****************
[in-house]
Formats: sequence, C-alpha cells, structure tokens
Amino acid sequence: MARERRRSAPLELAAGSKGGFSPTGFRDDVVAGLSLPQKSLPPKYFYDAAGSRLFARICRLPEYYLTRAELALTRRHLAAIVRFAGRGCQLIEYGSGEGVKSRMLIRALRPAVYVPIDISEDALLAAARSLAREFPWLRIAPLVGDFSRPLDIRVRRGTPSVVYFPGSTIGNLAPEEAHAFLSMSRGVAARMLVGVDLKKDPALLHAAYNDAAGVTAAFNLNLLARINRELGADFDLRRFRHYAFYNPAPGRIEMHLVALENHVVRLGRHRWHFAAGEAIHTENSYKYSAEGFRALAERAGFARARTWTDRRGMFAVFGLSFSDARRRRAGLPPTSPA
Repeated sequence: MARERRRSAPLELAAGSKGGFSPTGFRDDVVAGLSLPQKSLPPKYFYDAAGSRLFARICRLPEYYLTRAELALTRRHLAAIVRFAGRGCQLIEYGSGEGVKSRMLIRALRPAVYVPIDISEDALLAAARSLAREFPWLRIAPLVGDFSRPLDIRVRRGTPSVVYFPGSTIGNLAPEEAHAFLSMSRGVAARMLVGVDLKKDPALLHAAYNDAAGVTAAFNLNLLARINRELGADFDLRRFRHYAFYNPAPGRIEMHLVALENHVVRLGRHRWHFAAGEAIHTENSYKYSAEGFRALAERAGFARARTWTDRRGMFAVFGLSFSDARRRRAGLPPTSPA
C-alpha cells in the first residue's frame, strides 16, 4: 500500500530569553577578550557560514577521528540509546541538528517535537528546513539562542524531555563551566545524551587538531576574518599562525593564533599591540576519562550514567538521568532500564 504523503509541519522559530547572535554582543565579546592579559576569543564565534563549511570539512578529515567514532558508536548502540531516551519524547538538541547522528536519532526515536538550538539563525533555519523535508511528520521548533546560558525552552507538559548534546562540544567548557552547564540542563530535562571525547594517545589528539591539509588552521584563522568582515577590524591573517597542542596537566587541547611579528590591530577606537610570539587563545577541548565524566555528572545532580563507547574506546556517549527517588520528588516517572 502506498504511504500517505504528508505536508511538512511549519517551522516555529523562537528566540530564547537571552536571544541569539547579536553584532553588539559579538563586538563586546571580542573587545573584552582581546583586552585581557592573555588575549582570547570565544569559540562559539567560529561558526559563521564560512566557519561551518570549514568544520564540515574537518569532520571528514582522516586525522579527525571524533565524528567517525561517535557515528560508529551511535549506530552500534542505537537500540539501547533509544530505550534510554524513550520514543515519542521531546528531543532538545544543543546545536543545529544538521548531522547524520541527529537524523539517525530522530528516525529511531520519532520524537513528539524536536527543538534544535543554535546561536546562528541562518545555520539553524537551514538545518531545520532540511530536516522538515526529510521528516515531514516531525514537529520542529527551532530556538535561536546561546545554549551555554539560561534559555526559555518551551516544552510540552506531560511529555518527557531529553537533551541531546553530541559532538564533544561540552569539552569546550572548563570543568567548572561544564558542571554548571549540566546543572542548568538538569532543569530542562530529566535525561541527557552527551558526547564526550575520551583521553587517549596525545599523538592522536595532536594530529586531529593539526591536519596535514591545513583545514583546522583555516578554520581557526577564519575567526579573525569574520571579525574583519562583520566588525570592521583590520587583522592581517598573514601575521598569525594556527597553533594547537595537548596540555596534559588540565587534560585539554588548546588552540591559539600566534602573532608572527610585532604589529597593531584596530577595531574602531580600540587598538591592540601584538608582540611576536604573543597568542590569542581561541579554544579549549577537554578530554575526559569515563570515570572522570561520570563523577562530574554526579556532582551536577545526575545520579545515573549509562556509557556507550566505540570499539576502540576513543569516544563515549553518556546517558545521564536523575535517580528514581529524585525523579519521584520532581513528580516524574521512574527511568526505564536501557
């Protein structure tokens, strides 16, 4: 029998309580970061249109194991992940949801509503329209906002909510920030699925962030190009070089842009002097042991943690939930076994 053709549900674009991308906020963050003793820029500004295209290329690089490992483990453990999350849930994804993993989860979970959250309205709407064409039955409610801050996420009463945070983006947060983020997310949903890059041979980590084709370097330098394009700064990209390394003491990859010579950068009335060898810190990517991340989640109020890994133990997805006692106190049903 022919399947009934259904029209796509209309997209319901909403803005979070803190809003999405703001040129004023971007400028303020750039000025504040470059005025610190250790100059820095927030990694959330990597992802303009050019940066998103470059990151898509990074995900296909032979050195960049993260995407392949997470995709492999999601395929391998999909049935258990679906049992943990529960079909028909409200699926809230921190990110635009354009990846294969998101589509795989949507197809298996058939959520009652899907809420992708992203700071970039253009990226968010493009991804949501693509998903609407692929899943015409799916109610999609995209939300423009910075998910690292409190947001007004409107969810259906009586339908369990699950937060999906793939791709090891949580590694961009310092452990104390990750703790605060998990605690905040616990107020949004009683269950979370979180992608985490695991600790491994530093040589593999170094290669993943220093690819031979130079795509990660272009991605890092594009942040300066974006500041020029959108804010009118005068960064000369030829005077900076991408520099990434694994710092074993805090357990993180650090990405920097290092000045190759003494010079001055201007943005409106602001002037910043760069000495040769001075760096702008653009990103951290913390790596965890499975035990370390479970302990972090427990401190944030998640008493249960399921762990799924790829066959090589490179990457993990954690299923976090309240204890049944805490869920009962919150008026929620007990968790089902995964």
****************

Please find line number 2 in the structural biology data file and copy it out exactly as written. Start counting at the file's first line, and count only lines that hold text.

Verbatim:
Formats: sequence, C-alpha cells, structure tokens